The best advice our agent gave me? Don't take it personally. Something — possibly petty — is bound to set you off during the house-hunting process. And if you're not careful, it can sink the deal. (Our agent also related a personal story of a deal that collapsed as the closing papers were about to be signed. The buyer made some wisecrack about a feature of the house. The seller got offended. The deal was off.) In my case, it was having our admittedly lowball offer on a home get rejected with what I thought was a rather dismissive tone from the same builder's rep who had been badgering us to make a bid. (I also hate being called "sir," which he did throughout the buying process.) But in the end, none of that mattered. We made another offer, which was accepted, and the rep was super-helpful right through the day he handed us our keys.
In other words, ask questions, beginning with your search for a real estate agent and a mortgage provider. Neither has to be your short-term BFF, but if they're not willing to answer questions to your satisfaction, then you might want to keep looking. You're going to be confronted with more numbers and financial and legal jargon than you can imagine, and it's their job to help you navigate your way through the buying process. Ask about fees, dates, timelines, and take notes. And don't be afraid to ask: "Well, what would you do?" After move-in, stay curious. Get to know your neighbors, even if only by name. You could meet some great new friends or learn, as we did, about all the things the HOA doesn't tell you, like just how much of your front yard you're allowed to landscape.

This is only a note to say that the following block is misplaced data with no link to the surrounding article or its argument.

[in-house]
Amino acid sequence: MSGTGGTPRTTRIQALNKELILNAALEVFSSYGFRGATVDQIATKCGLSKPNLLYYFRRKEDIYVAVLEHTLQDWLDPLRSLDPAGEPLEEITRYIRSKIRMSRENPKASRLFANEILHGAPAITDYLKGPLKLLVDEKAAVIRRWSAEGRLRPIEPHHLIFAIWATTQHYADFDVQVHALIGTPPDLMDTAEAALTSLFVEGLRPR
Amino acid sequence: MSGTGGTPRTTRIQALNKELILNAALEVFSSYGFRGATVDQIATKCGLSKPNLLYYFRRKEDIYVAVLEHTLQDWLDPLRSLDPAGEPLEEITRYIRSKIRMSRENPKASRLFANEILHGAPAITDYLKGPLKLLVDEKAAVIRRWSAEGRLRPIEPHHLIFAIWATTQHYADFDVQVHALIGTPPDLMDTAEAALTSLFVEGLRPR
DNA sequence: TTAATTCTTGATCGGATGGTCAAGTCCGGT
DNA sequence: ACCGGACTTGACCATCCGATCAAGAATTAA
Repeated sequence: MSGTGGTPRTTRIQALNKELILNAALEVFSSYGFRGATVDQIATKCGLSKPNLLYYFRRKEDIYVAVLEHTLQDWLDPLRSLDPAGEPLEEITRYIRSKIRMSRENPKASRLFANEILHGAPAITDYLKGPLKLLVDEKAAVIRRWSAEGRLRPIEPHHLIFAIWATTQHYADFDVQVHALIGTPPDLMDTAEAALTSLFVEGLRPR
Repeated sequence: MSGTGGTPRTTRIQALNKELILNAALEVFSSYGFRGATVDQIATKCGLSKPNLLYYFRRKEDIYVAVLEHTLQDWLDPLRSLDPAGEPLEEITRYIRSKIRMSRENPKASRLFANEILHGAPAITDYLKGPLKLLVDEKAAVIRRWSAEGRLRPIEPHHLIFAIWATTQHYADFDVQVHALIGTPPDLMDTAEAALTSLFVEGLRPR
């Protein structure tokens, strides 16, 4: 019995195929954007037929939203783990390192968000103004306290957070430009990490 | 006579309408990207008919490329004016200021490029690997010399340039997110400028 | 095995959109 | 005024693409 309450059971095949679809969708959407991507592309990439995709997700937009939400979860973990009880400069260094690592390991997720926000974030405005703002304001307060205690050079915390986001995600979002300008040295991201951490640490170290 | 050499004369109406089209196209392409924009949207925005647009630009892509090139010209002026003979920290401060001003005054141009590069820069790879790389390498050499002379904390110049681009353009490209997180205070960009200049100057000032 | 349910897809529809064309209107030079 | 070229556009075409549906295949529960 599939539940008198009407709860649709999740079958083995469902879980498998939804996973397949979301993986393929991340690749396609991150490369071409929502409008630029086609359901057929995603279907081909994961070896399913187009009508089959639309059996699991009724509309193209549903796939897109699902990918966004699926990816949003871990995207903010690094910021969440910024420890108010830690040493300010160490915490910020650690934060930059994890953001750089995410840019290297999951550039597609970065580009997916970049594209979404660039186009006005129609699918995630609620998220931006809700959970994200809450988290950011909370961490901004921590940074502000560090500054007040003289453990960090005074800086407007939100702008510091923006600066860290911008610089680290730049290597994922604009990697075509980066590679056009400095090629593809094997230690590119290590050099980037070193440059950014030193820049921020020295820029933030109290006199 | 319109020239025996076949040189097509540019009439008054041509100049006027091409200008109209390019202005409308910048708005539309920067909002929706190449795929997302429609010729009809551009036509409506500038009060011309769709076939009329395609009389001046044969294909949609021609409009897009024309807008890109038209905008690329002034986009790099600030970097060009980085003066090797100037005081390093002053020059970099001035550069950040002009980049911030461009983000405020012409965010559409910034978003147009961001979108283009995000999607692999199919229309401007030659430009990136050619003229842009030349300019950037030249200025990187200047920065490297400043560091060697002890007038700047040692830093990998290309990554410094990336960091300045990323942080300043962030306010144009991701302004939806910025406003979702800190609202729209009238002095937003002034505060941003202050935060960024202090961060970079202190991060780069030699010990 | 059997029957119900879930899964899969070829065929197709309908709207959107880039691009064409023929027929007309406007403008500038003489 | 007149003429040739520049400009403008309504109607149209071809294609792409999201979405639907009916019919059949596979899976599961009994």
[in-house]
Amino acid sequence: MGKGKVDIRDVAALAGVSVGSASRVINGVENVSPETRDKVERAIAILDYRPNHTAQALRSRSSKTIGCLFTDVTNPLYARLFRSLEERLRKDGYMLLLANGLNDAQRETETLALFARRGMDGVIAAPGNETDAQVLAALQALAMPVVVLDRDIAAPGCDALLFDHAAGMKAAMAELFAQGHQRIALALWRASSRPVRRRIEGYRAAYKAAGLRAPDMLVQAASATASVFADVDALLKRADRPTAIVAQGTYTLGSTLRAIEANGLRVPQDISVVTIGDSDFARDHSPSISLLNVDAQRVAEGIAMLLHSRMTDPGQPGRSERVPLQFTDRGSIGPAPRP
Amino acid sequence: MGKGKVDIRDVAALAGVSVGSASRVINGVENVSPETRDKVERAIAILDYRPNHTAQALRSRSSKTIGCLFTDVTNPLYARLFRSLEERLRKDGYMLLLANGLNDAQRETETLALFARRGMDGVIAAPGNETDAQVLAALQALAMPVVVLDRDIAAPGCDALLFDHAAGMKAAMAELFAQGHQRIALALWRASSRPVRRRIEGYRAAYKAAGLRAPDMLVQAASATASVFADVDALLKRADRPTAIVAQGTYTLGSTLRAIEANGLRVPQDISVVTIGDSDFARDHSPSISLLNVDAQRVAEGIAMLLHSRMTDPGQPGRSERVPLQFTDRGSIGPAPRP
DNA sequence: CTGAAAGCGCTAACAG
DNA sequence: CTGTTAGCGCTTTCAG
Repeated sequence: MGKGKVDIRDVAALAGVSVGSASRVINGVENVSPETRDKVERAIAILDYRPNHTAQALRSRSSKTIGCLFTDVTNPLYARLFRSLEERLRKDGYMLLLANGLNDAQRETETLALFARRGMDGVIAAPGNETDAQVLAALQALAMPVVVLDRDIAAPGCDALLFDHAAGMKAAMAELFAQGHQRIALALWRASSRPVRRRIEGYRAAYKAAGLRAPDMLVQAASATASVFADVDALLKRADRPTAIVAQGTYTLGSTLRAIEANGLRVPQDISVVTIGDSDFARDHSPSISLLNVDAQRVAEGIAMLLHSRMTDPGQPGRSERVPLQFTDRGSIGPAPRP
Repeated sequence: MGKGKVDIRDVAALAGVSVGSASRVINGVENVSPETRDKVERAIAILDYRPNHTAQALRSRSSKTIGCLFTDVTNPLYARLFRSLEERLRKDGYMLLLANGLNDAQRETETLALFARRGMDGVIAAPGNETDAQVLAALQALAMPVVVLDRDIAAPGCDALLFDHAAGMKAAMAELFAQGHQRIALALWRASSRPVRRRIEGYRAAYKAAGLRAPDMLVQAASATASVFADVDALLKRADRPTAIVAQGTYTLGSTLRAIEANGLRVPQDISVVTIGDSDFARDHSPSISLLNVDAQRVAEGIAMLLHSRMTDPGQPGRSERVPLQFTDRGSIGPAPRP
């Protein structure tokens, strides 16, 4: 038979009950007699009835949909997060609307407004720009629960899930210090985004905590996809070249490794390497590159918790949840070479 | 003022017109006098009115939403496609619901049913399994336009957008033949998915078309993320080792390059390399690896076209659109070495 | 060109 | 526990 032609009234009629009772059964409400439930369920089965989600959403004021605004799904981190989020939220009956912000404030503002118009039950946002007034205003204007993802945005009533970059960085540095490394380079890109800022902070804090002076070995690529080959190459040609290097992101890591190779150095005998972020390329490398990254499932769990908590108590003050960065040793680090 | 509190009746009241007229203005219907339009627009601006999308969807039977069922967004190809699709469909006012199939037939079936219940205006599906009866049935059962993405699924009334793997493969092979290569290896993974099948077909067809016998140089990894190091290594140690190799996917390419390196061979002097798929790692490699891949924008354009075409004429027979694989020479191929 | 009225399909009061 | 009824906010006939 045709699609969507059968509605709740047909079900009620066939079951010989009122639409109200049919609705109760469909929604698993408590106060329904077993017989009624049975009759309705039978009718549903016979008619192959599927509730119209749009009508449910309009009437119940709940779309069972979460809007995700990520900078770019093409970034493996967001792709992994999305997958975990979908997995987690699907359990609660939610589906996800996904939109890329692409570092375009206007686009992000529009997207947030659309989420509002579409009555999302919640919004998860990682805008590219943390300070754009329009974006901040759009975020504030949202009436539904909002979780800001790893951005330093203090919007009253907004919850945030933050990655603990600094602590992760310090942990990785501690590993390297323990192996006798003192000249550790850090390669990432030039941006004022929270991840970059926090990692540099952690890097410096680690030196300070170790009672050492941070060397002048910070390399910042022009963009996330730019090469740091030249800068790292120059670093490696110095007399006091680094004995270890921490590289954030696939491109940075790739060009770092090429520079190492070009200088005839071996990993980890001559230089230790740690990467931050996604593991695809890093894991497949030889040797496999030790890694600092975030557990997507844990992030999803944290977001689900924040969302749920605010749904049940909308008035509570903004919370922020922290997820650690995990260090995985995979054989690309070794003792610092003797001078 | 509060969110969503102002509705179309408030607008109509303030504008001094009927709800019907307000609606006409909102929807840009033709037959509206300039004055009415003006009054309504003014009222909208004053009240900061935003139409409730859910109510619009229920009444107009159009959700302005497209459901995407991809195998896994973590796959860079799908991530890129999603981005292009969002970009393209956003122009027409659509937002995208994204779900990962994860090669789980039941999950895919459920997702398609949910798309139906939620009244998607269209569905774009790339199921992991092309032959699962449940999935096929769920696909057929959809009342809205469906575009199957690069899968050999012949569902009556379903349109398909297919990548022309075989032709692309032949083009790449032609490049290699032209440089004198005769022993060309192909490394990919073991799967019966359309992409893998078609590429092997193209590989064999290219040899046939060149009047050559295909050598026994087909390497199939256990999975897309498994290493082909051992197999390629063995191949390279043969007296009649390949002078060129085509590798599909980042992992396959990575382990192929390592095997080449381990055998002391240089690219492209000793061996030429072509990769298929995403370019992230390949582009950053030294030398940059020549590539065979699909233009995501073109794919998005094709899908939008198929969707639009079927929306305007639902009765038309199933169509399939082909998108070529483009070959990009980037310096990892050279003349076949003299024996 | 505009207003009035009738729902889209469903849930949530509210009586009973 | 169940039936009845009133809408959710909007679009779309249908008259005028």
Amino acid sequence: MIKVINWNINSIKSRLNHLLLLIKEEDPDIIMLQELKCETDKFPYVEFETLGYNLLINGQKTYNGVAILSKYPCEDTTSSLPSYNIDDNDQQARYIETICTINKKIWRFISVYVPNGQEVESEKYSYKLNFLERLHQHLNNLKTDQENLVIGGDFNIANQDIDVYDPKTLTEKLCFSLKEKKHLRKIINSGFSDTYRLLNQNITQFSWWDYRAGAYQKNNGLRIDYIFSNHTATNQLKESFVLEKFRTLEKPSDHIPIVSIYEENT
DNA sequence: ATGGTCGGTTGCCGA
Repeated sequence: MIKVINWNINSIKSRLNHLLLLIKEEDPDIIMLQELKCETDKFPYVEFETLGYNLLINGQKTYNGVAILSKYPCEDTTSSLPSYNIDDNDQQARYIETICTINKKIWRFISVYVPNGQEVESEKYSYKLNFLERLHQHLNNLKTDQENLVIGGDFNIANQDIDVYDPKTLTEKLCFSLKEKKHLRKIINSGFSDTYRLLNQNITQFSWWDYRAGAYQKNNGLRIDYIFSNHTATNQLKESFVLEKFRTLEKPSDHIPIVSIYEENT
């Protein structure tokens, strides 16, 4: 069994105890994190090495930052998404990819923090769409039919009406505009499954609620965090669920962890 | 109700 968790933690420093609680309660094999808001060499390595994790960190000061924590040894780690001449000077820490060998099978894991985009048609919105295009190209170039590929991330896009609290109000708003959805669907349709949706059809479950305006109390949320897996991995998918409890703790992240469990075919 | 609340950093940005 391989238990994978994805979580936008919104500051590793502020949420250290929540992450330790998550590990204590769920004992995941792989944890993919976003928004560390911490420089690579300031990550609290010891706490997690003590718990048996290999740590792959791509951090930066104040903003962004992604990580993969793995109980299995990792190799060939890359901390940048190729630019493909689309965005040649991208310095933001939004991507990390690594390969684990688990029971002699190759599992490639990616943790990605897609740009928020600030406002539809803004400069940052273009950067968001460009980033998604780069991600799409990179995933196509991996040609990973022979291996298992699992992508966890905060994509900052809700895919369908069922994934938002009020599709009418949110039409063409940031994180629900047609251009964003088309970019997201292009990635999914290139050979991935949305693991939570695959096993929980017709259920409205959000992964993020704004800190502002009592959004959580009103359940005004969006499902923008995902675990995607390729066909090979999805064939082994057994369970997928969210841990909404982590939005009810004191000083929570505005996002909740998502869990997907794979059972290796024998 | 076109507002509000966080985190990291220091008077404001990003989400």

The contract was signed, the deposit paid, the closing date set. We were chomping at the bit to move in and get on with our lives with a month to go before we could actually move in. Not that we let that minor issue stop us from buying stuff for the new house. And while a few of the purchases have been put to good use since — at half off list price, that set of five Crate & Barrel stools for the kitchen island on Craigslist was a true bargain — we soon found ourselves living in our cramped rental, surrounded by furniture we had no room for. We also bought a lot of junk — like cheap curtains — that ended up being a waste of money we could have spent later on big-ticket necessities like a washer and dryer and smaller must-haves like trash cans or a new lawn mower (something I confess I never expected to own one day).
Related: The Best Lawn Mowers Under $400
Just when you think you can't wait any longer, it's move-in day. Thank the friends who accompanied you on endless house tours and listened to your freakouts. If they also helped you lug boxes or heavy furniture, buy them a good meal, too. If your parents helped you out, thank them, too. And don't forget your partner or significant other. You're bound to get stressed at some point and say or do something hurtful during the whole process. (I sure stuck my foot in my mouth once or twice.) Just remember: You're in this for the long haul, together.
Scott Nyerges is deputy editor and Austin bureau chief for Cheapism.